• David Cameron 134,446 [67.61%]
  • David Davis 64,398 [32.39%]

Total number of valid ballots - 198,844

Contents

[edit]

Results

David Davis came top in the first ballot of MPs
David Davis came top in the first ballot of MPs

The first ballot of MPs was held on 18 October. The results were announced, ten minutes later than expected, at 5:30 p.m. by Sir Michael Spicer, the Chairman of the 1922 Committee. This image is used with permission courtesey of the Conservative Party - see Wikipedia:Pictures from conservatives. ... This image is used with permission courtesey of the Conservative Party - see Wikipedia:Pictures from conservatives. ... October 18 is the 291st day of the year (292nd in leap years). ...

First Ballot: 18 October 2005
Candidate Votes %
David Davis 62 31.3
David Cameron 56 28.3
Liam Fox 42 21.1
Kenneth Clarke 38 19.2
Turnout 198 100%
Kenneth Clarke eliminated

There were no abstentions, with all 198 Conservative members voting. Cameron, Davis and Fox went through to the second ballot held on October 20. The results were announced by the Chairman of the 1922 Committee at 5:30 p.m.. October 20 is the 293rd day of the year (294th in leap years) in the Gregorian Calendar, with 72 days remaining. ...

Second Ballot: 20 October 2005
Candidate Votes %
David Cameron 90 45.5
David Davis 57 28.8
Liam Fox 51 25.7
Turnout 198 100%
Liam Fox eliminated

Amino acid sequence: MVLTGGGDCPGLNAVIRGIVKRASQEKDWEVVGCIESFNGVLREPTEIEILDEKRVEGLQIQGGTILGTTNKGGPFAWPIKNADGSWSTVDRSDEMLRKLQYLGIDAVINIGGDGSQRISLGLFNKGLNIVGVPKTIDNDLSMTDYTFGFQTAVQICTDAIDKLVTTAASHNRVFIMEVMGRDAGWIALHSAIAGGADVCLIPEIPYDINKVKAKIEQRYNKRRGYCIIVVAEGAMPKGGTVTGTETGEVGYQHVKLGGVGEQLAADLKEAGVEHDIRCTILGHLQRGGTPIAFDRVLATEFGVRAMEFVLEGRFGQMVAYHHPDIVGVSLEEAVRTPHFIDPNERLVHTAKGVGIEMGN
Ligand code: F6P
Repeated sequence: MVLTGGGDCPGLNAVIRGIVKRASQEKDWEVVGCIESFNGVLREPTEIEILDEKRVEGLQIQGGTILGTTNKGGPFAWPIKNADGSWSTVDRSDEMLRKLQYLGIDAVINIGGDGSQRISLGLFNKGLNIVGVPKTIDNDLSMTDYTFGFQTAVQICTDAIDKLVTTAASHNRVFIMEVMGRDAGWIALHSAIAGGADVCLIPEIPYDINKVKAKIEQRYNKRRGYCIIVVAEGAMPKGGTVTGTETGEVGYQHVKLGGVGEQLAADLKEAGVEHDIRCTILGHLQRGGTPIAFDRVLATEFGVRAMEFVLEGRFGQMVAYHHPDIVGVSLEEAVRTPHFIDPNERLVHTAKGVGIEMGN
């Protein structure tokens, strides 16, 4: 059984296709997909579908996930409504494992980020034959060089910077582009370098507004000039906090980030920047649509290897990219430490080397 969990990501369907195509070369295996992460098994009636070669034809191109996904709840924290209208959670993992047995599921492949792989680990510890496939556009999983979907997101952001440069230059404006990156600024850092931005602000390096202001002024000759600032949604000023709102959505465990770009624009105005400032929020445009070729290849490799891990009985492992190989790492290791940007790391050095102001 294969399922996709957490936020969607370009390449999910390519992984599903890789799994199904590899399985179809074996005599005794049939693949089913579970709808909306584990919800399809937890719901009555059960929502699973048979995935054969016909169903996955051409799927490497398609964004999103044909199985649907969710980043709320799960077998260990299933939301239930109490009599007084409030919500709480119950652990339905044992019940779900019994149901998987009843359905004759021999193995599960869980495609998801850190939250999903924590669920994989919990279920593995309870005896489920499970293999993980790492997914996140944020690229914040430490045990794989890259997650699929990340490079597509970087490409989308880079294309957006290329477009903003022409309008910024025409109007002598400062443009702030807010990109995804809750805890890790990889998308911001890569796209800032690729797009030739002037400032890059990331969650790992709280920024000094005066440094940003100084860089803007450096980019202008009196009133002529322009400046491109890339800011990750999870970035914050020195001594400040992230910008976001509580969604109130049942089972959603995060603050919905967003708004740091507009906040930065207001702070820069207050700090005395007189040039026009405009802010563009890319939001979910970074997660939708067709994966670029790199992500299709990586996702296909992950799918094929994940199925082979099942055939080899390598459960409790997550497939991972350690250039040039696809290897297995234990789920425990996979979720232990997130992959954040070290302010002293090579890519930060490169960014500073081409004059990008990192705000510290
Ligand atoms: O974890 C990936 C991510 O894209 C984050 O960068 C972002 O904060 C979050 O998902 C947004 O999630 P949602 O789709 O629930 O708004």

There were no abstentions, with all 198 Conservative members voting. Cameron and Davis went through to the runoff vote of the Conservative Party's 300,000 members. The votes were counted on December 5 and the winner, David Cameron, was announced shortly after 15:00 on December 6. December 5 is the 339th day (340th in leap years) of the year in the Gregorian calendar. ... December 6 is the 340th day (341st on leap years) of the year in the Gregorian calendar. ...

Members' Vote
Candidate Votes %
David Cameron 134,446 67.6%
David Davis 64,398 32.4%
Turnout 198,844 77%
David Cameron elected
[edit]

Other possible candidates

The following Conservatives previously announced they were standing but subsequently withdrew from the contest:

  • Alan Duncan - announced early but withdrew after failing to find substantial support.
  • Sir Malcolm Rifkind - withdrew after the conference speeches, citing limited support.